On the next pages we want to display an overview of some international work showing the evolution of the discipline in recent years, works with a traditional approach in its techniques, as those of Ricardo Rousselot or Laura Meseguer; or those closer to typography illustration, using the computer as the main tool, but still meeting the characteristics of lettering: stroke over stroke, with a lot of fixing and correction, and having at Alex Trochut and Si Scott as to two of its major exponents.
As the reader would saw, the line between the lettering, calligraphy, writing and typography illustration is very thin and sometimes almost imperceptible.
(1) Definitions of lettering and calligraphy obtained from: Smeijers, Fred. Counterpunch, making type in the sixteenth century, designing typefaces now. Hyphen Press, London, 1996.
(2) Samples obtained in various conversations with Iván Castro, 2009.
(3) Takach, Andrés. “Edward Johnston: Mano de calígrafo y cerebro de tipógrafo”. La Sociedad Tipográfica de Montevideo retrieved from www.tipografiamontevideo.info
(4) The Society of Scribes and Illuminators. “Calligraphy’ 84”. The Monotype Recorder, n. 4. October 1984.
(5) Taylor, Michael. Contemporary British Lettering. Michael Taylor Rare Books, London, 1984.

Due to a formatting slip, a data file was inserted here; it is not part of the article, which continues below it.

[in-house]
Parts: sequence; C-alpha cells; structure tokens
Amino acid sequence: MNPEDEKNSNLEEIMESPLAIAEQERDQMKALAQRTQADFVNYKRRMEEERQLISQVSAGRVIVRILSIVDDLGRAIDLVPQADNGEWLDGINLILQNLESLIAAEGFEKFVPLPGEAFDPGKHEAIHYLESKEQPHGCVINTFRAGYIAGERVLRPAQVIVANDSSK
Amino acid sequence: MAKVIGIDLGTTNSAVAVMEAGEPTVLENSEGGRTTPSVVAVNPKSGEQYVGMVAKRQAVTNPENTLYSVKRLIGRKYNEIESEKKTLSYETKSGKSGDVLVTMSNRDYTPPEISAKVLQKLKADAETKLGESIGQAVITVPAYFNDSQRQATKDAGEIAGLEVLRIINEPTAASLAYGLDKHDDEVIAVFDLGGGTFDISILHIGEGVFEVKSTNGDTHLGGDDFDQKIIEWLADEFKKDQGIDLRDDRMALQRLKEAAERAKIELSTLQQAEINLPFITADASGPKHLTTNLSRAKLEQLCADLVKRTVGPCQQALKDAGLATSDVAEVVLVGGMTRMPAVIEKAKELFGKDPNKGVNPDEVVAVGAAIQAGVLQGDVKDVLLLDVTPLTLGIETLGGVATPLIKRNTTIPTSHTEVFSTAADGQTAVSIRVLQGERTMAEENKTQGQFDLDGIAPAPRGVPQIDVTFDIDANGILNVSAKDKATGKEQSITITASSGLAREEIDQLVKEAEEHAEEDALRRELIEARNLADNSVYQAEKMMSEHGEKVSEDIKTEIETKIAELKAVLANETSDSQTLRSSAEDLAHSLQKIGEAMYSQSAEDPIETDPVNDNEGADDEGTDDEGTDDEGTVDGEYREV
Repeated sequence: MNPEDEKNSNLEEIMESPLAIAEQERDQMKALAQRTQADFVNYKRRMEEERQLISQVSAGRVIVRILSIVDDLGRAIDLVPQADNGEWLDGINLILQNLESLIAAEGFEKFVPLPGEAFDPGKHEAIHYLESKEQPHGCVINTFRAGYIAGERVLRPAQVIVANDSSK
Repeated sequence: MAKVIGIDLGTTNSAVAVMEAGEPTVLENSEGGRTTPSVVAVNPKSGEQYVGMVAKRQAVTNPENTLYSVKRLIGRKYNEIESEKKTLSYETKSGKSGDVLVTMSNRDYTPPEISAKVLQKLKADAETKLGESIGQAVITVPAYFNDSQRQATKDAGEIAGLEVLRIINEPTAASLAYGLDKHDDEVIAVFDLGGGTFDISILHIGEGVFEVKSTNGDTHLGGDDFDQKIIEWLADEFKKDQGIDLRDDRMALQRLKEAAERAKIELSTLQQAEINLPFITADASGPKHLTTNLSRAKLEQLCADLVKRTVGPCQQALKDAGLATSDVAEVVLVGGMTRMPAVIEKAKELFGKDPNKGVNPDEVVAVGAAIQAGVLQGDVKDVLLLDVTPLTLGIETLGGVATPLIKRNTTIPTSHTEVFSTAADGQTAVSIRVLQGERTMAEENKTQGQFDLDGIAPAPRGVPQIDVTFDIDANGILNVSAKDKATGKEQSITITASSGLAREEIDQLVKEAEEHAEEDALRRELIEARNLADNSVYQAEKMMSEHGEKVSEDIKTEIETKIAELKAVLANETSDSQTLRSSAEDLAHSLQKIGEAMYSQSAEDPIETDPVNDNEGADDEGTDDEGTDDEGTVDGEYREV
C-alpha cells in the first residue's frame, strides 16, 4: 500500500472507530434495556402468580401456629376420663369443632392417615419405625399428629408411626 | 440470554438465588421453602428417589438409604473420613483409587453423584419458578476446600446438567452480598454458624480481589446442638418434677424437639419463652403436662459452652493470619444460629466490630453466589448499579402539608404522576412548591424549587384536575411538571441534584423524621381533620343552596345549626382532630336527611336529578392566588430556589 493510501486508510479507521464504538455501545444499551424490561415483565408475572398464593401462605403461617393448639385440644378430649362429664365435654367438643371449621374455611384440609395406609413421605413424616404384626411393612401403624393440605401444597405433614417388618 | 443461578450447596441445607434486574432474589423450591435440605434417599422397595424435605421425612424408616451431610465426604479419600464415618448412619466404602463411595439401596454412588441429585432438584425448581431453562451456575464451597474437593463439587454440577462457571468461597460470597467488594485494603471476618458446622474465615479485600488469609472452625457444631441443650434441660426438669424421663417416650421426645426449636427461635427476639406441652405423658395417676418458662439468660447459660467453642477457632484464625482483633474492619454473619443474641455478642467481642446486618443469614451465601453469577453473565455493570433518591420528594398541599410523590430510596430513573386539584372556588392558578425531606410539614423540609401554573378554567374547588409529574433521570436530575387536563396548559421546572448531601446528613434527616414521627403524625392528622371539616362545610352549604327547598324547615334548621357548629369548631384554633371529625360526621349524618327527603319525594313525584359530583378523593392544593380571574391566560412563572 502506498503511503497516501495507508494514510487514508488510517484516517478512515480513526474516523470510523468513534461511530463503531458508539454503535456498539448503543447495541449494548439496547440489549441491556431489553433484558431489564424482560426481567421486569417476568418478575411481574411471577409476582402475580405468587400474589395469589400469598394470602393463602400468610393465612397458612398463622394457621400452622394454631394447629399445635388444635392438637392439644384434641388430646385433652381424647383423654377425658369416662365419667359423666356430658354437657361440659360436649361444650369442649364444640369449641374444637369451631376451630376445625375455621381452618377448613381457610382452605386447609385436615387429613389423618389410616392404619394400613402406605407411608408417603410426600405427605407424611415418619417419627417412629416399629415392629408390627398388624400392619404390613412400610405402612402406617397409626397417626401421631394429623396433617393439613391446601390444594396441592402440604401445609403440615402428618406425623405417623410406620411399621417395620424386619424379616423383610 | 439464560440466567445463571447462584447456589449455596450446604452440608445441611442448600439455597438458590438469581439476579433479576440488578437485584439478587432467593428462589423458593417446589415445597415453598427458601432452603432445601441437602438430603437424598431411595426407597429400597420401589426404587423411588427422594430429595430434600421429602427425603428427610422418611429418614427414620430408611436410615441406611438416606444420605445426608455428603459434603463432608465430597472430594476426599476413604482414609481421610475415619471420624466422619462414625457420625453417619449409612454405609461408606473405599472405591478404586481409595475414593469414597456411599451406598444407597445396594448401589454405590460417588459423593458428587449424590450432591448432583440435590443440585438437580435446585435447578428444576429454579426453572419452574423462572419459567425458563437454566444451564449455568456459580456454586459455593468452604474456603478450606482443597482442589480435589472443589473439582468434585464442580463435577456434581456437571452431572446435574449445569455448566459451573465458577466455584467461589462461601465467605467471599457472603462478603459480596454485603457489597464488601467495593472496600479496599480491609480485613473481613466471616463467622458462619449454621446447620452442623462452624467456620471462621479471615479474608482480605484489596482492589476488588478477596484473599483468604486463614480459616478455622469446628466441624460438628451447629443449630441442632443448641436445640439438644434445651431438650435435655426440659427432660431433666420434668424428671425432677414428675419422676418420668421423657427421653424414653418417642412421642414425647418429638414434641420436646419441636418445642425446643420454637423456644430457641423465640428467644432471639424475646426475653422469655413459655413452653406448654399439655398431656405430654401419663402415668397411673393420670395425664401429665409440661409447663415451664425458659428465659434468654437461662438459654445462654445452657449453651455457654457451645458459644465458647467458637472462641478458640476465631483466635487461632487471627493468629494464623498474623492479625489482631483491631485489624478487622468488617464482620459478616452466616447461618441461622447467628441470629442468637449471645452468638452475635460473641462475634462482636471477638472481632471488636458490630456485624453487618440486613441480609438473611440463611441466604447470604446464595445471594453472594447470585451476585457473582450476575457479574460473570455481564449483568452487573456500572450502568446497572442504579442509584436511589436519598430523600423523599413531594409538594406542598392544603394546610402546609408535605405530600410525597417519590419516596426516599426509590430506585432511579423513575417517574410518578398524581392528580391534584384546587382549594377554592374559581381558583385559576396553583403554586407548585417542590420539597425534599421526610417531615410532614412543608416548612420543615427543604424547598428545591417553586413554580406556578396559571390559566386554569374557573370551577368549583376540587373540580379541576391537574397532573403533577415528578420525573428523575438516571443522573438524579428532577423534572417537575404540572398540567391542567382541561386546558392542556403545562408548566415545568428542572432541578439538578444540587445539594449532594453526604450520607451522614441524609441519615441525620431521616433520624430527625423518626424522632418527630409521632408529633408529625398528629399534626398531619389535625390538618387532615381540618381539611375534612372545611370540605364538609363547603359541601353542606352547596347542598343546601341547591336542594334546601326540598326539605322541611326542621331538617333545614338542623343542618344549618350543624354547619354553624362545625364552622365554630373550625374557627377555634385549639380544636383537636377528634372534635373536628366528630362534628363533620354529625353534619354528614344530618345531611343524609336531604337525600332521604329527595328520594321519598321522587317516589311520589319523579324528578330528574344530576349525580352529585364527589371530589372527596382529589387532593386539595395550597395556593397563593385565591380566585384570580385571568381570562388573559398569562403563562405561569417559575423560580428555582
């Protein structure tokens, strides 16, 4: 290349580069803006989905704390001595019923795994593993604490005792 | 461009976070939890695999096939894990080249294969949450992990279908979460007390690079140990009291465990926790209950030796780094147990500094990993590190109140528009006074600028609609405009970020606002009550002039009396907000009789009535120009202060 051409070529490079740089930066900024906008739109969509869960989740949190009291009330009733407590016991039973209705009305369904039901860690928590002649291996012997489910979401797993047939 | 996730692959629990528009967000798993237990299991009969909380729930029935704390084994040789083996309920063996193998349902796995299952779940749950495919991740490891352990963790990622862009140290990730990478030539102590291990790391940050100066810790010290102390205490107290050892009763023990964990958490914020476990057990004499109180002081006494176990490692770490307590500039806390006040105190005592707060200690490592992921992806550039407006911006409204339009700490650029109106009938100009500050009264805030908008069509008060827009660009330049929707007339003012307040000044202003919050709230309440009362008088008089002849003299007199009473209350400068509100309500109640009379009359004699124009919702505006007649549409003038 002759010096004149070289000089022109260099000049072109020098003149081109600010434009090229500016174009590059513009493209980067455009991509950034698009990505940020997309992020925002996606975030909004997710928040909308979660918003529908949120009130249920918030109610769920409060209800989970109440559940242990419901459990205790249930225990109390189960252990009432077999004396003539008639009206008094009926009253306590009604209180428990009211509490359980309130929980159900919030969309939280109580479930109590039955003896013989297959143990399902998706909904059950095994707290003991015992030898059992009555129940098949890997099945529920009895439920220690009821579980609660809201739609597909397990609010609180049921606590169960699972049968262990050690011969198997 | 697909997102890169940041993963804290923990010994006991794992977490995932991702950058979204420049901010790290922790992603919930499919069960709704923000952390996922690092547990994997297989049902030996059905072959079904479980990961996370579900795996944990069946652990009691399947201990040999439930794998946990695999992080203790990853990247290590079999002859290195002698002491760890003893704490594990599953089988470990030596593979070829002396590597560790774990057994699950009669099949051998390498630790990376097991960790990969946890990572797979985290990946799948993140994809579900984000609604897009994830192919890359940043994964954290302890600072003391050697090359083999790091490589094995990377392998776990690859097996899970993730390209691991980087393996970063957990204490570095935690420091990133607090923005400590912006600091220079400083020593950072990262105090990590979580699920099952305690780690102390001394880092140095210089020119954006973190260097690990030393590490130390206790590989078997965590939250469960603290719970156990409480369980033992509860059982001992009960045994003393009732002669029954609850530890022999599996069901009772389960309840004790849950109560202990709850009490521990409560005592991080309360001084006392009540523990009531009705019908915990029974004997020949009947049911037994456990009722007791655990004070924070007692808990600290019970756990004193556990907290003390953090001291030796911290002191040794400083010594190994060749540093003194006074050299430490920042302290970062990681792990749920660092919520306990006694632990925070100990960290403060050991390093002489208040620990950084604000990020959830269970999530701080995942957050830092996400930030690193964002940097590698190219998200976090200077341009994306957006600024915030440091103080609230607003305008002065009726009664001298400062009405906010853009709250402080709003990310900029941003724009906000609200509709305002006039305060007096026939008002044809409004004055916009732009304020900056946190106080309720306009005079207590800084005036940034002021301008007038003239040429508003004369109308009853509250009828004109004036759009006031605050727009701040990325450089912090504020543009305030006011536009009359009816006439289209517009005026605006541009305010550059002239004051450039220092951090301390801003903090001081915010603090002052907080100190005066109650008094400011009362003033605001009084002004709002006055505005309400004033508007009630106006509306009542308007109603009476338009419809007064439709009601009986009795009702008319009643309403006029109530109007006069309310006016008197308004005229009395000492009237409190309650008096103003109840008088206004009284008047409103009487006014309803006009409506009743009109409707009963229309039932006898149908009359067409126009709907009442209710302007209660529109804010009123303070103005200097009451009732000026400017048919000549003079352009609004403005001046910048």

(6) Hugues, Rian. “Vintage custom lettering”. Ultrabold, The journal of St. Bride Library, n. 6. St. Bride Library, London, 2009.
(7) Pelta, Raquel. Diseñar hoy. Paidós, Barcelona, 2004.
[f1] “Clean Me”, Alison Carmichael, 2009. [Image de seanandben.com]
[f2] “Best Wishes”, Tyrsa (Alexis Taieb) with “iLK” for tyramisu.com, 2009.
[f3] “Cultura hecha a mano”, Joel Lozano, 2008-2009. Cover of the magazine El Duende de Madrid.
[f4] “The Big Mouth”, Luke Lucas.
[f5] “Annemie”, Unengel, 2009.
[f6] “Albatross Feastgiver Tour”, Zeloot (Eline Van Dam), 2007.
[f7] “Balti-tour”, Post Typography, 2006.
[f8] “Xabier Rudd”, Timba Smits.
[f9] Tyrsa (Alexis Taieb), 2008.
[f10] “Peralta”, Laura Meseguer, 2005.
[f11] “Fenoglio”, Roballos Naab Caligrafía, 2006.
[f12] “The Homestagers”, Laura Meseguer, 2008.
[f13] “Piazzolla”, Roballos Naab Caligrafía, 2003.
[f14] “Quill Skill”, Denis Brown www.quillskill.com, 2004.
[f15] “Le Miroir Vivant”, Niels Shoe Meulman, 2009.
[f16] “HyperDunk”, Alex Trochut, 2008.
[f17] “Cul de Sac”, Ricardo Rousselot, 1982.